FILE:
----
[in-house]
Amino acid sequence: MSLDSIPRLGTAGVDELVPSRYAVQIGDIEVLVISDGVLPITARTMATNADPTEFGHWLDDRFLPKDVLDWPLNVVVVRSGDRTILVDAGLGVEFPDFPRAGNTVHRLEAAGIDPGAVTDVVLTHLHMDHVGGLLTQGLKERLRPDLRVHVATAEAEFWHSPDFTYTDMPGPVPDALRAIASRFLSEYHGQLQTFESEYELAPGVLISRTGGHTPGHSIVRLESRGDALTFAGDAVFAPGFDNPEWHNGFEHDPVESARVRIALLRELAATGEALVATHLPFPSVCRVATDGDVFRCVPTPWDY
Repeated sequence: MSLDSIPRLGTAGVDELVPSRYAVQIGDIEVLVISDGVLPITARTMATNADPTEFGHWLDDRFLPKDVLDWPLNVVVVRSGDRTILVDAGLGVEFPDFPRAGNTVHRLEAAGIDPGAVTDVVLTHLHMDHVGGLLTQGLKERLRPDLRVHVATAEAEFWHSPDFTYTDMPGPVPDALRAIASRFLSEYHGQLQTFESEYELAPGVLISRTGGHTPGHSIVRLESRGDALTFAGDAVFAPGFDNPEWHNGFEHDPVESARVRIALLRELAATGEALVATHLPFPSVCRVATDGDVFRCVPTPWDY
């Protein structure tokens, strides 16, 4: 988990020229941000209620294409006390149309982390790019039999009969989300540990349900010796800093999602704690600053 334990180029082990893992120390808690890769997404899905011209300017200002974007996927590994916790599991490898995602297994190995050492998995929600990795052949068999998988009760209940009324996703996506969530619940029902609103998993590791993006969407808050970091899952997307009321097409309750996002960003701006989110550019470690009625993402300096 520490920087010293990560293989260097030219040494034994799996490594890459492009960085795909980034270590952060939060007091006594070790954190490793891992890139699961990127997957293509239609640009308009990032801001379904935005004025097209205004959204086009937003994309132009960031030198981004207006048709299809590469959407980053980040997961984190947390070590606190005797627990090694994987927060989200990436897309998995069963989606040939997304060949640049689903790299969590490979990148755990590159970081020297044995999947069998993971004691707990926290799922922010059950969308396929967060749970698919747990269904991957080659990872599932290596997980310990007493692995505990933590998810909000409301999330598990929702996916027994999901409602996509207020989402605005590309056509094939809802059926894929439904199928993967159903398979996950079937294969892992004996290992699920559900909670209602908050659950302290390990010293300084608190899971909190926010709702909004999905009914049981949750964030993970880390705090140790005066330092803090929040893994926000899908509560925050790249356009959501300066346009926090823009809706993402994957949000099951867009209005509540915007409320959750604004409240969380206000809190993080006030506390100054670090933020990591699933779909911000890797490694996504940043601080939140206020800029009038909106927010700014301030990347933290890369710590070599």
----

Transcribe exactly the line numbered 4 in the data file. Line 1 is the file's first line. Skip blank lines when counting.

């Protein structure tokens, strides 16, 4: 988990020229941000209620294409006390149309982390790019039999009969989300540990349900010796800093999602704690600053 334990180029082990893992120390808690890769997404899905011209300017200002974007996927590994916790599991490898995602297994190995050492998995929600990795052949068999998988009760209940009324996703996506969530619940029902609103998993590791993006969407808050970091899952997307009321097409309750996002960003701006989110550019470690009625993402300096 520490920087010293990560293989260097030219040494034994799996490594890459492009960085795909980034270590952060939060007091006594070790954190490793891992890139699961990127997957293509239609640009308009990032801001379904935005004025097209205004959204086009937003994309132009960031030198981004207006048709299809590469959407980053980040997961984190947390070590606190005797627990090694994987927060989200990436897309998995069963989606040939997304060949640049689903790299969590490979990148755990590159970081020297044995999947069998993971004691707990926290799922922010059950969308396929967060749970698919747990269904991957080659990872599932290596997980310990007493692995505990933590998810909000409301999330598990929702996916027994999901409602996509207020989402605005590309056509094939809802059926894929439904199928993967159903398979996950079937294969892992004996290992699920559900909670209602908050659950302290390990010293300084608190899971909190926010709702909004999905009914049981949750964030993970880390705090140790005066330092803090929040893994926000899908509560925050790249356009959501300066346009926090823009809706993402994957949000099951867009209005509540915007409320959750604004409240969380206000809190993080006030506390100054670090933020990591699933779909911000890797490694996504940043601080939140206020800029009038909106927010700014301030990347933290890369710590070599």